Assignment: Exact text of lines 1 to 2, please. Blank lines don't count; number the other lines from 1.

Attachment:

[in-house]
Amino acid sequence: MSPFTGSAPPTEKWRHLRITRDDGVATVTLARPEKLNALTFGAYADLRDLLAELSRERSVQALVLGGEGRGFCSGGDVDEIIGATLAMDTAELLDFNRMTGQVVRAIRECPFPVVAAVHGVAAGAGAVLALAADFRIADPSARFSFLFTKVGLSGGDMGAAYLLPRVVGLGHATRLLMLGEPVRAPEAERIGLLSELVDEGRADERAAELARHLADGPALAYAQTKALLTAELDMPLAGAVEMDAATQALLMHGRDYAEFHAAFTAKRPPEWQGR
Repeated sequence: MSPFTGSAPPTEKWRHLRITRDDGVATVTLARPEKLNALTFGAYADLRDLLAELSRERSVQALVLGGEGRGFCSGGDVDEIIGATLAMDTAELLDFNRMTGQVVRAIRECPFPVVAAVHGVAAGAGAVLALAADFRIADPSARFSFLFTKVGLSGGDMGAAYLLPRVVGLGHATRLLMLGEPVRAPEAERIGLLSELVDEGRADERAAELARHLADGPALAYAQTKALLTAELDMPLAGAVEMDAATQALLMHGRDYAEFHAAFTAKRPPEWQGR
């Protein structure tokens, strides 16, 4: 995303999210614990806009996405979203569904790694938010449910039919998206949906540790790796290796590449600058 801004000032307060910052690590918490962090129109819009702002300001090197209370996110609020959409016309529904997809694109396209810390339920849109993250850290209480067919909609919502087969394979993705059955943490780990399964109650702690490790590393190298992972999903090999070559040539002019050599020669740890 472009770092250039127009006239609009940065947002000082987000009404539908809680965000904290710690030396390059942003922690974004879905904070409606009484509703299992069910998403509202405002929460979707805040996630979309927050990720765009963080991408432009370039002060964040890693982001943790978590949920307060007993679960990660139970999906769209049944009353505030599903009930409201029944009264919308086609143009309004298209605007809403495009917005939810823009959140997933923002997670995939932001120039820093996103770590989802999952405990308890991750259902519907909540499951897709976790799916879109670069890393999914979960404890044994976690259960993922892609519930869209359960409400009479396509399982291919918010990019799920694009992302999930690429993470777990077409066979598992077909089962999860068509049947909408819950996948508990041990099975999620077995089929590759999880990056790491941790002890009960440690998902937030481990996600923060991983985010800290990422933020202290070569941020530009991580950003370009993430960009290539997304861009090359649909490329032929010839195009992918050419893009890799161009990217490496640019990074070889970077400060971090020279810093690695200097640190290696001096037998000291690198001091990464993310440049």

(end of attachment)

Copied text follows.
[in-house]
Amino acid sequence: MSPFTGSAPPTEKWRHLRITRDDGVATVTLARPEKLNALTFGAYADLRDLLAELSRERSVQALVLGGEGRGFCSGGDVDEIIGATLAMDTAELLDFNRMTGQVVRAIRECPFPVVAAVHGVAAGAGAVLALAADFRIADPSARFSFLFTKVGLSGGDMGAAYLLPRVVGLGHATRLLMLGEPVRAPEAERIGLLSELVDEGRADERAAELARHLADGPALAYAQTKALLTAELDMPLAGAVEMDAATQALLMHGRDYAEFHAAFTAKRPPEWQGR